I try to be an optimist, almost reflexively, but it’s hard to escape this conclusion: the local wildfire outlook is edging rapidly toward bleak.
But the stubborn optimist in me doesn’t give up easily. Even as smoke moves into the valley and fires erupt in neighboring areas, I seek solace, however fleeting, in a U.S. Drought Monitor map showing our region to be a relative island oasis. It’s a major reason why Flathead County has only one incident on the state’s interactive fire map.
Still, I understand the walls are closing in fast. Crews are battling blazes in nearby Lincoln and Sanders counties, and a prolonged stretch of hot and dry weather doesn’t appear to be letting up anytime soon. The colors of the drought map, while better than surrounding areas, are changing quickly, and our valley’s initially favorable conditions are now being rendered as “extreme fire danger” warnings throughout the region.
Given those harsh realities, interagency fire managers recently implemented stringent fire restrictions, including both Stage I and Stage II, throughout Northwest Montana beginning last weekend. Depending on a specific area’s stage, the restrictions govern everything from campfires and smoking to operating motorized vehicles off designated roads and welding.
Those restrictions are reminders that three-quarters of wildfires are human caused, a statistical reality that can be construed both pessimistically and hopefully. On one hand, it means we have a degree of control over our fire destiny. On the other hand, it means that we’re relying on a species — humans — that is far from infallible.
Not to mention, as evidenced by the massive crowds descending on our roads, trails and waters, there are thousands more people in the valley increasing the chances of human-caused fires.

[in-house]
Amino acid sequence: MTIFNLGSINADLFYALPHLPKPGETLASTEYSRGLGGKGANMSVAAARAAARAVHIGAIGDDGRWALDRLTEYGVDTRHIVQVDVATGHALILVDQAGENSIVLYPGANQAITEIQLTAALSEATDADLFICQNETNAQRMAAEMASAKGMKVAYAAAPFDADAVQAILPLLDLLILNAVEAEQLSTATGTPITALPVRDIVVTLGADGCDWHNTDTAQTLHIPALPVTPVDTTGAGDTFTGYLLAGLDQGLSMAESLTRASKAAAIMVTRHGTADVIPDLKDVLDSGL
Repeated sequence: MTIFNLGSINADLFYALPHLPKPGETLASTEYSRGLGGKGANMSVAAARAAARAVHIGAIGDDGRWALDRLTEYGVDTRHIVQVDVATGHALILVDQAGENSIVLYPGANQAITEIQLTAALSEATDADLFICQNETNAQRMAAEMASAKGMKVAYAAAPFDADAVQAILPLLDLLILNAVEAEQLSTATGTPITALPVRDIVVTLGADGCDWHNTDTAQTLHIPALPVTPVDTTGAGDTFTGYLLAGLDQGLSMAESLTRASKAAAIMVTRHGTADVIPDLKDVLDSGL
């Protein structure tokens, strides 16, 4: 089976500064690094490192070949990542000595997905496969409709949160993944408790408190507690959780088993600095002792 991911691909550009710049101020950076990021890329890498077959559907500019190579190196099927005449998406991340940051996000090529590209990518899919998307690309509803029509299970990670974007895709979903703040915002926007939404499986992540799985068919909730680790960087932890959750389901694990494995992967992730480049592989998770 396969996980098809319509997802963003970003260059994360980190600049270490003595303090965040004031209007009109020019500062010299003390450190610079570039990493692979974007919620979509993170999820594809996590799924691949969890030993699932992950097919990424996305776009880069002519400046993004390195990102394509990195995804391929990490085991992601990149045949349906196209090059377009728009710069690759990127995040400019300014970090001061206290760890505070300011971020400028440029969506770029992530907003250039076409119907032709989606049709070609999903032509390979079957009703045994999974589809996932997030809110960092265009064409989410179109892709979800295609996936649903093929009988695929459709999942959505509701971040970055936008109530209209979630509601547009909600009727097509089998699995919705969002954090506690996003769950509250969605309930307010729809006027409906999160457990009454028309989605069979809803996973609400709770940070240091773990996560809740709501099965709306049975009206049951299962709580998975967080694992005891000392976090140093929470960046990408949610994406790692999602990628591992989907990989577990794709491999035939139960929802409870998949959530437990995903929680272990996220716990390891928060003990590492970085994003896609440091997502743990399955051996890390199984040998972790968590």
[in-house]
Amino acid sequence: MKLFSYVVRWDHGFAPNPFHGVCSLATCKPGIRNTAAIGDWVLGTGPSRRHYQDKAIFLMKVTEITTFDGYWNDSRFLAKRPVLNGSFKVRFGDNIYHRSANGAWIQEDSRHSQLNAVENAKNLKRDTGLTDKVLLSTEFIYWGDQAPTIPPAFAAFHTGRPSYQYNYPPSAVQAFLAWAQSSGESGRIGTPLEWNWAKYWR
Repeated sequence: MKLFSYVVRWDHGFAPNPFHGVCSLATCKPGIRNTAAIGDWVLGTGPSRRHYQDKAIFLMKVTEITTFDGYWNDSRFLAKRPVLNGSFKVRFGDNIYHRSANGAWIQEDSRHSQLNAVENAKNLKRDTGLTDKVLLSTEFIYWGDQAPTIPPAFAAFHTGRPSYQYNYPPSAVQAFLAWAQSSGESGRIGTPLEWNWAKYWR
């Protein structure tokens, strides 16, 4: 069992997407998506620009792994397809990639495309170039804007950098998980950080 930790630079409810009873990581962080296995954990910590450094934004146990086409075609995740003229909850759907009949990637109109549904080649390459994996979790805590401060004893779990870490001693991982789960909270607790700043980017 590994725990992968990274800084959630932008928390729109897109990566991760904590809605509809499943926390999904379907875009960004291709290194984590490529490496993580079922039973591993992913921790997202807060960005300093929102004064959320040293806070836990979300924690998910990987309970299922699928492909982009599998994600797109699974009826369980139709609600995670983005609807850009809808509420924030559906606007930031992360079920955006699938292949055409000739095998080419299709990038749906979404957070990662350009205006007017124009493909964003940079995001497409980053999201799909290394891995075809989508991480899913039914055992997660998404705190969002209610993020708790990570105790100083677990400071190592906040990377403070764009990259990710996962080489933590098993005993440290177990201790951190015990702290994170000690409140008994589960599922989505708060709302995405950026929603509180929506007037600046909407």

So, here’s where I make a plea that is echoed ad nauseam this time of year yet is always relevant and even more urgent this summer: Please be safe and smart. Seriously. The restrictions aren’t suggestions. They’re hard-and-fast rules critical to the trajectory of our fire season, which is to say our health, our economy and our environment.
There are also seemingly innocuous behaviors and acts that assume much grimmer potential in these conditions. Gov. Greg Gianforte, who declared a statewide fire emergency last week, reminded residents and visitors alike to secure trailer chains, regularly maintain equipment and avoid parking on tall, dry grass.
Gianforte’s office said there were 14 large fire incidents in Montana as of July 16, far too early by normal wildfire season standards. Since Jan. 1, there have been over 1,400 fire starts in the state burning over 150,000 acres, with over 500 starts this month. Of the starts in the last month, the governor said, over 75% were human caused.
Flathead County will have wildfires this year, of course. But the state is already grappling with a shortage in firefighting resources, which means keeping fires fewer and smaller can have ripple-effect repercussions. Each start carries the potential for erupting into the big one, and each start we avoid is critical.
It’s true that Montana is first in line for access to national resources due to being at the highest level of firefighting preparedness, but it’s competing with other Western states that are enduring historic droughts and their own forbidding wildfire outlooks.
With so many conditions stacked against us that are out of our control, let’s focus on what we can control. We must be hyper cautious, bordering on paranoid. And if you have a rain dance, start doing it now.
Stay Connected with the Daily Roundup.
Sign up for our newsletter and get the best of the Beacon delivered every day to your inbox.